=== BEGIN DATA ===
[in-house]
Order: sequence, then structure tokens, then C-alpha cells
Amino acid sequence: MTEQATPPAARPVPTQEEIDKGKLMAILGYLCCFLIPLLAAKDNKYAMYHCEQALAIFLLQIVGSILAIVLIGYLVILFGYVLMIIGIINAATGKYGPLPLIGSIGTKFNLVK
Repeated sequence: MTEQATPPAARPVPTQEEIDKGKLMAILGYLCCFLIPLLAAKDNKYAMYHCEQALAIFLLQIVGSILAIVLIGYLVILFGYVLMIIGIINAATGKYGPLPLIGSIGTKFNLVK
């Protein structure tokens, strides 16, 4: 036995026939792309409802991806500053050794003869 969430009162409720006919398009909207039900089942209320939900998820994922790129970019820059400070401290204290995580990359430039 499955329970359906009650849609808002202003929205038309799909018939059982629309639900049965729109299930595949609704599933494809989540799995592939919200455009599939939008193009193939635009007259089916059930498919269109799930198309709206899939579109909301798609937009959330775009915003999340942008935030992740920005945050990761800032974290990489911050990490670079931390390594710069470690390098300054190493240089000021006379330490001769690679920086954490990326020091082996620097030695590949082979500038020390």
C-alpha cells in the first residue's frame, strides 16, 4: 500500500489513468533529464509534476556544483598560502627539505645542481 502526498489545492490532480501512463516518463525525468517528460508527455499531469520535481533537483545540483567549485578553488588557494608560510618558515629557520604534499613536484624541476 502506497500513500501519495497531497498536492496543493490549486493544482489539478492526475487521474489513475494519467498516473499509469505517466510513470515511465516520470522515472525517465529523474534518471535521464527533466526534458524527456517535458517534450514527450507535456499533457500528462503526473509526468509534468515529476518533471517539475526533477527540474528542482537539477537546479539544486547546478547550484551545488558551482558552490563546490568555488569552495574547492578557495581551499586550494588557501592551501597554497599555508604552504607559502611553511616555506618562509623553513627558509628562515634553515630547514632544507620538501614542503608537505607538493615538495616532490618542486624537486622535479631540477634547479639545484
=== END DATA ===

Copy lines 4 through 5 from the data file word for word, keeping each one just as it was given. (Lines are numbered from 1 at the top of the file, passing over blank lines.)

Repeated sequence: MTEQATPPAARPVPTQEEIDKGKLMAILGYLCCFLIPLLAAKDNKYAMYHCEQALAIFLLQIVGSILAIVLIGYLVILFGYVLMIIGIINAATGKYGPLPLIGSIGTKFNLVK
């Protein structure tokens, strides 16, 4: 036995026939792309409802991806500053050794003869 969430009162409720006919398009909207039900089942209320939900998820994922790129970019820059400070401290204290995580990359430039 499955329970359906009650849609808002202003929205038309799909018939059982629309639900049965729109299930595949609704599933494809989540799995592939919200455009599939939008193009193939635009007259089916059930498919269109799930198309709206899939579109909301798609937009959330775009915003999340942008935030992740920005945050990761800032974290990489911050990490670079931390390594710069470690390098300054190493240089000021006379330490001769690679920086954490990326020091082996620097030695590949082979500038020390």